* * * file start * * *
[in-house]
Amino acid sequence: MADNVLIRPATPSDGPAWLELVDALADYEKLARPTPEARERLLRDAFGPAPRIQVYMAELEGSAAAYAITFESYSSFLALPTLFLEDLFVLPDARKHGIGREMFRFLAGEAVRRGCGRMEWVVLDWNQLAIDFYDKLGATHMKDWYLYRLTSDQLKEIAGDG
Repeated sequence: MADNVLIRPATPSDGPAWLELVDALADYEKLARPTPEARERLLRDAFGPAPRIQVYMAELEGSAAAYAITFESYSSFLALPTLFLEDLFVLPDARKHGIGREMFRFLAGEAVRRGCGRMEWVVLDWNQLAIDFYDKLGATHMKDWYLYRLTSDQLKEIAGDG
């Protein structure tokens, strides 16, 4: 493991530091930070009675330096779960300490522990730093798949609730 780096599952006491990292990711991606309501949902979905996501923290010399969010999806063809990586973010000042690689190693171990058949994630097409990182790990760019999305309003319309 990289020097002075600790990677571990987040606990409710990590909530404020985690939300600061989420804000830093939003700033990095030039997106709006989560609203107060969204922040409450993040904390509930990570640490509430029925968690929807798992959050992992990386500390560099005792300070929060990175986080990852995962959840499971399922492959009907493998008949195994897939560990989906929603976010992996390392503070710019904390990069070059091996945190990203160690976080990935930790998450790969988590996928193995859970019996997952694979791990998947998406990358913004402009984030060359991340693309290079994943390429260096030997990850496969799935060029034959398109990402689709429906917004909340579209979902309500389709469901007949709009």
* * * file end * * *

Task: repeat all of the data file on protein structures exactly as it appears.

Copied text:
[in-house]
Amino acid sequence: MADNVLIRPATPSDGPAWLELVDALADYEKLARPTPEARERLLRDAFGPAPRIQVYMAELEGSAAAYAITFESYSSFLALPTLFLEDLFVLPDARKHGIGREMFRFLAGEAVRRGCGRMEWVVLDWNQLAIDFYDKLGATHMKDWYLYRLTSDQLKEIAGDG
Repeated sequence: MADNVLIRPATPSDGPAWLELVDALADYEKLARPTPEARERLLRDAFGPAPRIQVYMAELEGSAAAYAITFESYSSFLALPTLFLEDLFVLPDARKHGIGREMFRFLAGEAVRRGCGRMEWVVLDWNQLAIDFYDKLGATHMKDWYLYRLTSDQLKEIAGDG
């Protein structure tokens, strides 16, 4: 493991530091930070009675330096779960300490522990730093798949609730 780096599952006491990292990711991606309501949902979905996501923290010399969010999806063809990586973010000042690689190693171990058949994630097409990182790990760019999305309003319309 990289020097002075600790990677571990987040606990409710990590909530404020985690939300600061989420804000830093939003700033990095030039997106709006989560609203107060969204922040409450993040904390509930990570640490509430029925968690929807798992959050992992990386500390560099005792300070929060990175986080990852995962959840499971399922492959009907493998008949195994897939560990989906929603976010992996390392503070710019904390990069070059091996945190990203160690976080990935930790998450790969988590996928193995859970019996997952694979791990998947998406990358913004402009984030060359991340693309290079994943390429260096030997990850496969799935060029034959398109990402689709429906917004909340579209979902309500389709469901007949709009």